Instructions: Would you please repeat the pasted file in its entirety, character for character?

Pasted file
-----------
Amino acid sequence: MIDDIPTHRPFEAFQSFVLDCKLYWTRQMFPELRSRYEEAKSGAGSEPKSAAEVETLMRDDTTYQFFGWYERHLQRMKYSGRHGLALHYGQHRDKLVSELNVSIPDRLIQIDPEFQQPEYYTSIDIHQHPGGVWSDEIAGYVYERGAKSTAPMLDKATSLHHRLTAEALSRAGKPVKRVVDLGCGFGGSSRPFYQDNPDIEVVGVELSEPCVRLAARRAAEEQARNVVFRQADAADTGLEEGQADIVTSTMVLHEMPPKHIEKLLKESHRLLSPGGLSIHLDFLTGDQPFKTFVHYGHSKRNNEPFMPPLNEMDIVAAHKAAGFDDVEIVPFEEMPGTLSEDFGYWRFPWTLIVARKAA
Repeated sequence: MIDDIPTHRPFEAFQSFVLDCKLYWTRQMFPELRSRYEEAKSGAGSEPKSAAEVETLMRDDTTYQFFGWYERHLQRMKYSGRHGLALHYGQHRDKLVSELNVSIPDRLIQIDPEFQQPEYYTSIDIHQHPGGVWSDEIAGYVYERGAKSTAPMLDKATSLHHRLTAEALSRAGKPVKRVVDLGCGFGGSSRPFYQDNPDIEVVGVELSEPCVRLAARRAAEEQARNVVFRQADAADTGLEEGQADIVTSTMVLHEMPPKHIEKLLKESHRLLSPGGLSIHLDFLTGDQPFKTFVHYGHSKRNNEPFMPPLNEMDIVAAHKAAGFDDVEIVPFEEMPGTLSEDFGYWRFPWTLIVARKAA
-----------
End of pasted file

Amino acid sequence: MIDDIPTHRPFEAFQSFVLDCKLYWTRQMFPELRSRYEEAKSGAGSEPKSAAEVETLMRDDTTYQFFGWYERHLQRMKYSGRHGLALHYGQHRDKLVSELNVSIPDRLIQIDPEFQQPEYYTSIDIHQHPGGVWSDEIAGYVYERGAKSTAPMLDKATSLHHRLTAEALSRAGKPVKRVVDLGCGFGGSSRPFYQDNPDIEVVGVELSEPCVRLAARRAAEEQARNVVFRQADAADTGLEEGQADIVTSTMVLHEMPPKHIEKLLKESHRLLSPGGLSIHLDFLTGDQPFKTFVHYGHSKRNNEPFMPPLNEMDIVAAHKAAGFDDVEIVPFEEMPGTLSEDFGYWRFPWTLIVARKAA
Repeated sequence: MIDDIPTHRPFEAFQSFVLDCKLYWTRQMFPELRSRYEEAKSGAGSEPKSAAEVETLMRDDTTYQFFGWYERHLQRMKYSGRHGLALHYGQHRDKLVSELNVSIPDRLIQIDPEFQQPEYYTSIDIHQHPGGVWSDEIAGYVYERGAKSTAPMLDKATSLHHRLTAEALSRAGKPVKRVVDLGCGFGGSSRPFYQDNPDIEVVGVELSEPCVRLAARRAAEEQARNVVFRQADAADTGLEEGQADIVTSTMVLHEMPPKHIEKLLKESHRLLSPGGLSIHLDFLTGDQPFKTFVHYGHSKRNNEPFMPPLNEMDIVAAHKAAGFDDVEIVPFEEMPGTLSEDFGYWRFPWTLIVARKAA